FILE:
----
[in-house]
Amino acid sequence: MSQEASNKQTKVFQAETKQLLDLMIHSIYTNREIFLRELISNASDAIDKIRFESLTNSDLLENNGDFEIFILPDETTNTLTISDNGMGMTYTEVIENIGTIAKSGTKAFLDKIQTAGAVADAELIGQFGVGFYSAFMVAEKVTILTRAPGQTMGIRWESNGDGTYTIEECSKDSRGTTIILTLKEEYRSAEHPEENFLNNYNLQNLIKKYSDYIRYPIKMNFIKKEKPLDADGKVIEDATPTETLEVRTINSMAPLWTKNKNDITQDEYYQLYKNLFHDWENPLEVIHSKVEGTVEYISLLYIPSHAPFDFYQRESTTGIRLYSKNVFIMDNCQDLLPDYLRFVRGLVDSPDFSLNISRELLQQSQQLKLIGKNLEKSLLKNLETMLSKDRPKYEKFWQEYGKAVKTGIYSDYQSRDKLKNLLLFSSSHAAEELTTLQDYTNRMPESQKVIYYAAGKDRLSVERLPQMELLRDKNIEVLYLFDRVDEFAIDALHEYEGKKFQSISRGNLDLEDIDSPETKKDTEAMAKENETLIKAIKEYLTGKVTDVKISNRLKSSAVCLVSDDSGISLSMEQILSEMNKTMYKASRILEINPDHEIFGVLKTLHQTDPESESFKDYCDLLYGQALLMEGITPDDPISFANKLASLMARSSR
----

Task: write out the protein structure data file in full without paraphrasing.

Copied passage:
[in-house]
Amino acid sequence: MSQEASNKQTKVFQAETKQLLDLMIHSIYTNREIFLRELISNASDAIDKIRFESLTNSDLLENNGDFEIFILPDETTNTLTISDNGMGMTYTEVIENIGTIAKSGTKAFLDKIQTAGAVADAELIGQFGVGFYSAFMVAEKVTILTRAPGQTMGIRWESNGDGTYTIEECSKDSRGTTIILTLKEEYRSAEHPEENFLNNYNLQNLIKKYSDYIRYPIKMNFIKKEKPLDADGKVIEDATPTETLEVRTINSMAPLWTKNKNDITQDEYYQLYKNLFHDWENPLEVIHSKVEGTVEYISLLYIPSHAPFDFYQRESTTGIRLYSKNVFIMDNCQDLLPDYLRFVRGLVDSPDFSLNISRELLQQSQQLKLIGKNLEKSLLKNLETMLSKDRPKYEKFWQEYGKAVKTGIYSDYQSRDKLKNLLLFSSSHAAEELTTLQDYTNRMPESQKVIYYAAGKDRLSVERLPQMELLRDKNIEVLYLFDRVDEFAIDALHEYEGKKFQSISRGNLDLEDIDSPETKKDTEAMAKENETLIKAIKEYLTGKVTDVKISNRLKSSAVCLVSDDSGISLSMEQILSEMNKTMYKASRILEINPDHEIFGVLKTLHQTDPESESFKDYCDLLYGQALLMEGITPDDPISFANKLASLMARSSR